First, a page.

More often than not, “simple” choices aren’t as simple as they seem. Having opened up our second location on King George St., one of the busiest streets in Jerusalem, we felt it would be a good idea to install flat screen monitors in our window displaying current mortgage rates and terms. We assumed that the purchase and installation of the screens would not be overly complicated, however, our assumptions were far from correct. There are literally hundreds of options to consider ranging from screen size, flat screen technology, resolution, mounting solutions etc. It turns out that the purchase of a flat screen is a lot like taking out a mortgage in Israel.
There are numerous types of flat screen technologies, each of them with their own advantages and disadvantages. What looks good in the store may not look the same way in your home or office. Similarly, with regards to mortgages, what may be appropriate for one borrower may be completely inappropriate for another. For example, a foreign currency denominated mortgage may work well for a borrower earning his or her wages in that currency, but will present a financial risk to someone who is not. Some flat screens are better suited for outdoor use while others are more appropriate in the domain of ones living room. With mortgages, some scenarios call for securing a fixed rate, will other scenarios are best served with a variable rate. Pinpointing the exact needs of the borrower, and pairing those needs with the appropriate loan product is critical.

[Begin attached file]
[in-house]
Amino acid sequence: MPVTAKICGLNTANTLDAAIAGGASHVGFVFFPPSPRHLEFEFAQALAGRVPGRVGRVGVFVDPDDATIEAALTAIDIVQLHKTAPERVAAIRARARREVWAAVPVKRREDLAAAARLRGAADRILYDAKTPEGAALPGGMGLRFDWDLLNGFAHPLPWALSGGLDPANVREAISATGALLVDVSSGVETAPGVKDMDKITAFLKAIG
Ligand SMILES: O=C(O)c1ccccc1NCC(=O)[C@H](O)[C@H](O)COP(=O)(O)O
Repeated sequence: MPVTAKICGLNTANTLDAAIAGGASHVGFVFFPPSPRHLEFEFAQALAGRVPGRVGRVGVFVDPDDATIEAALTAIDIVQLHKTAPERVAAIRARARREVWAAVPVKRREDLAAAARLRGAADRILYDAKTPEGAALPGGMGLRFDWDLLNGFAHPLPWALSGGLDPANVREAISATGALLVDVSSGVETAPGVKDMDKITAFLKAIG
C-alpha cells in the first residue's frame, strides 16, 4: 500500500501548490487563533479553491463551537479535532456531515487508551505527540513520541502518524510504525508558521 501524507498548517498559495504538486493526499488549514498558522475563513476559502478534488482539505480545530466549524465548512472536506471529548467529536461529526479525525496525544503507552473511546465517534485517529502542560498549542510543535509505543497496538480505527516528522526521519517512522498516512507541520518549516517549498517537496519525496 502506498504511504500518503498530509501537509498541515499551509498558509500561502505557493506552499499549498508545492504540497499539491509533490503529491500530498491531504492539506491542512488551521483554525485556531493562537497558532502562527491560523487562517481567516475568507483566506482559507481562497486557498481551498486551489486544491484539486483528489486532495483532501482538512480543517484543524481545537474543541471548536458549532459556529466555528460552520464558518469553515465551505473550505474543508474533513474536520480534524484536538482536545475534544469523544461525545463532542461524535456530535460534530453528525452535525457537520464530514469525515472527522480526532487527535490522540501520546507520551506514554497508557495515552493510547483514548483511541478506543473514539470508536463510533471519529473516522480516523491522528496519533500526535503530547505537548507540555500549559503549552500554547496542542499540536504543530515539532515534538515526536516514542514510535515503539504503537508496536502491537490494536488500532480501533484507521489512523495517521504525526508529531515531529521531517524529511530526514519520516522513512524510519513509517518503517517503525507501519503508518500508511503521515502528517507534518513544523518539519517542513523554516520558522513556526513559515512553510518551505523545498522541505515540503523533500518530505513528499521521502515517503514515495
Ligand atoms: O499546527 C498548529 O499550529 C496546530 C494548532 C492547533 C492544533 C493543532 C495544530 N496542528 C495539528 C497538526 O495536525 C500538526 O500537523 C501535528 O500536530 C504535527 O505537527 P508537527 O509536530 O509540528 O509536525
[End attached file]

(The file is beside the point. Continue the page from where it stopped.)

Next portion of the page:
While we were eager to finish with our flat screen project, we knew that picking hastily and “just getting it done” could end up in our making the wrong decision, the result being poor visibility through our tinted windows, not being able to make out the information if one is either too close or too far from the screen, or even worse, that the screens would be used incorrectly and burn out, voiding the warranty.
When considering which mortgage product to take in Israel, one similarly has dozens of variables to consider and each situation calls for a different solution: fixed or variable rate, foreign currency or shekel, linked to CPI or unlinked etc. Interest rates on these choices are fluctuating constantly and all may have massive discrepancies on rates between each bank. To further complicate matters, some banks provide 30-year loans while others only go up to 20 year. Some banks allow for a waiver on life insurance while others don’t. Some banks have excellent rates on purchases but high rates on “cash-out”. Some banks require full documentation while others are less critical. Some banks “lock” the rate spread after the first installment, while other do not. The list goes on and on.
With all of these variables to consider, one may be tempted to turn to a bank’s mortgage adviser or manager for guidance since they are likely highly qualified individuals who offer their advice as a free service. However, just as I found in searching for guidance from the numerous flat screen salesmen I turned to, even the most well intentioned bank manager can only offer the mortgage products that his bank offers. As there are nearly a dozen lenders and close to 40 different mortgage products available, the advice offered from bank employees cannot cover the full gamut of options available.
Securing the right financing options can save hundreds of thousands of shekels over the life of the loan. Therefore, it is always advisable to seek professional guidance from an independent mortgage consultant who has only the client’s interests at heart and who is equipped with all of the financing options the market has to offer – especially, since with regard to mortgages, if you “burn out” there is no warranty.